- Akihiko Hoshide (Japan) and Thomas Pesquet (France) did a spacewalk on Sunday
- The purpose of the excursion was to install a support bracket for the solar array
- In total, six new arrays are being added to the ISS, the first of which is installed in June.
- The two also found time to do maintenance at one of the station’s airlocks.
If you’re still looking to lose those lockdown pounds, you could do worse than a seven-hour spacewalk—which burns up to 3,000 calories, according to NASA.
Astronauts Akihiko Hoshide of the Japan Aerospace Exploration Agency and Thomas Pesquet of the European Space Agency conducted their orbital exercises on Sunday.
The spacewalk – which began at 08:15 ET (13:15 BST) – was meant to help prepare the International Space Station (ISS) for a boost to electricity in the form of new solar arrays.
The pair installed a new support bracket outside the orbiting laboratory, near the living space, on the inward port side of the ‘P4’ truss structure.
The bracket will support the third of six new ‘roll-out’ solar arrays – so called because they are carried into orbit upwards like a stored carpet.
The first of the new arrays was successfully deployed to the station back in June.
Along with the installation of the support bracket, the astronauts also found Time for the ‘Proceed’ task – replacing part of one of the ISS’s three airlocks.
The excursion represents Mr. Pesquet’s sixth spacewalk and Mr. Hoshide’s fourth – and the 244th – to build, maintain and upgrade the space station overall.
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Astronauts Akihiko Hoshide of the Japan Aerospace Exploration Agency and Thomas Pesquet of the European Space Agency conducted their orbital exercises on Sunday. Their spacewalk – which began at 08:15 ET (13:15 BST) – was to help prepare the International Space Station (ISS) for a boost to electricity in the form of new solar arrays. Image: Mr. Hoshide works to install a support bracket near the space station’s habitats on the ISS’ P4 truss structure
The excursion represents Mr. Pesquet’s sixth spacewalk and Mr. Hoshide’s fourth – and the construction, maintenance and upgrade of the 244th International Space Station (pictured).
As well as installing the support bracket, the astronauts also got time for the ‘move on’ task – replacing part of an airlock on the International Space Station (pictured)
How a smoke alarm on the ISS prompted NASA to declare a ‘space emergency’
NASA also provided an update Sunday last week about reports of a smoke alarm going off in the Russian Zvezda module on Wednesday.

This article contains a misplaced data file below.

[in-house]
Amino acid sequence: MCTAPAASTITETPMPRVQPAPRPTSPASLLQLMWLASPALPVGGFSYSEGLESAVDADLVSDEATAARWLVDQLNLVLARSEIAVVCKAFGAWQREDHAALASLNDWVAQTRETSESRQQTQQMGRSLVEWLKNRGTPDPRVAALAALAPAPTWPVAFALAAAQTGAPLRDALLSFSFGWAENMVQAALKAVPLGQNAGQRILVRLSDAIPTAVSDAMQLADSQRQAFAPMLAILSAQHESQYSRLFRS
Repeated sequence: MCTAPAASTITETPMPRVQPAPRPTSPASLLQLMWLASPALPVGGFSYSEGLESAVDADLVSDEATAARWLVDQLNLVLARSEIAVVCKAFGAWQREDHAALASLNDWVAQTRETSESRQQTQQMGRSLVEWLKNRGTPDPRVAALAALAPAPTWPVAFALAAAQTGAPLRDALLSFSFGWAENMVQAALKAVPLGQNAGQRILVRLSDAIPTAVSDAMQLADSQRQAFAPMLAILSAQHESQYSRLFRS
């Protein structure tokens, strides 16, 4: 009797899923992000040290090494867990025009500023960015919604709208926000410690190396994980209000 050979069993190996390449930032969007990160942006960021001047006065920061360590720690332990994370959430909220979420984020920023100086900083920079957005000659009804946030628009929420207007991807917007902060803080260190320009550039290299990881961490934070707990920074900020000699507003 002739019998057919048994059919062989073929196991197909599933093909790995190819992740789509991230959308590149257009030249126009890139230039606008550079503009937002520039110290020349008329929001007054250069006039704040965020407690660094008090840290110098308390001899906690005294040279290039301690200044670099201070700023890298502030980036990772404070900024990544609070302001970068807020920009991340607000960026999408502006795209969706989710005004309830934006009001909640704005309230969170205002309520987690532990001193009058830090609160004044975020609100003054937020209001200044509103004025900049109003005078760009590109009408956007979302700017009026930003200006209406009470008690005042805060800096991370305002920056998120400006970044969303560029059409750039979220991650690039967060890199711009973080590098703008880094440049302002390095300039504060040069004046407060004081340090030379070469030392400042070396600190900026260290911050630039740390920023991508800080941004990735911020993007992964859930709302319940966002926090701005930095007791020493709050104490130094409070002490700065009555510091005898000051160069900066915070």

Investigations by Russian astronauts seem to have traced the problem to a malfunction of the equipment, which has since been discontinued.
“Everything is back to normal, and they haven’t had any recurring issues,” said Dana Weigel, deputy manager of NASA’s ISS program.
‘So everything is stable and onboard is great.’
Solar arrays on the ISS have been supplying power to the station for 20 years now – by no means, given that they were only rated for 15 – and are starting to show signs of degradation due to long-term exposure to the space environment. are.
According to Dana Weigel, deputy manager of NASA’s ISS program, the solar arrays are partially destroyed by thruster plumes, which are received from the station as well as by crew and cargo vehicles that visit it on supply runs. .
‘The other factor that affects our solar arrays is micrometre debris. The arrays are made up of lots of tiny electrical wires, and over time those electrical wires can deform if they get hit by debris,’ she said. CNN News.
According to NASA, the new solar arrays — which will be placed in front of the existing ones — will increase the station’s available power from 160 to 215 kilowatts.
“The open side of the old arrays will still be generating electricity in parallel with the new arrays, but those new Iris arrays have solar cells that are more efficient than our original cells,” Ms Weigel said.
‘They have a high energy density and combined together can generate more power than our original array, when it was new, did on its own.’
Like their current counterparts, the new arrays are built to last 15 years – yet there’s a chance they’ll serve similarly long periods of time in practice.
The upgrade will also provide a test of the design of the new array, which is also planned for use in the Moon-orbiting Gateway station, which NASA will call the ‘halfway home’ for humanity’s return to the Moon in the future. as expected to be used. years.
During their spacewalk, astronauts Akihiko Hoshide (JAXA) and Thomas Pesquet (ESA) installed a new support bracket outside the orbital laboratory, near the living spaces, on the inward port side of the ‘P4’ truss structure (pictured, top). did. Rights)
According to NASA, the new solar arrays — which will be placed in front of the existing ones — will increase the station’s available power from 160 to 215 kilowatts. Image: ISS. One of the new roll-out solar arrays being installed at
The bracket installed on Sunday’s spacewalk will support the third of six new ‘roll-out’ solar arrays (pictured in this artist’s impression, overlapping the original arrays) – so called because they orbit upwards like a stored carpet is carried
Sunday’s spacewalk was originally intended to take place on August 24 – and will feature American astronaut Mark Vande Hey instead of Mr. Pesquet.
However, NASA was forced to announce the postponement a day before the exercise, citing a ‘minor medical problem’.
Mr Vande He later revealed on Twitter that a vein in his neck was pricked.
‘Thanks for everyone’s concern,’ he wrote.
‘The support from family, friends and the leadership of NASA has been fantastic.’
While he was ultimately unable…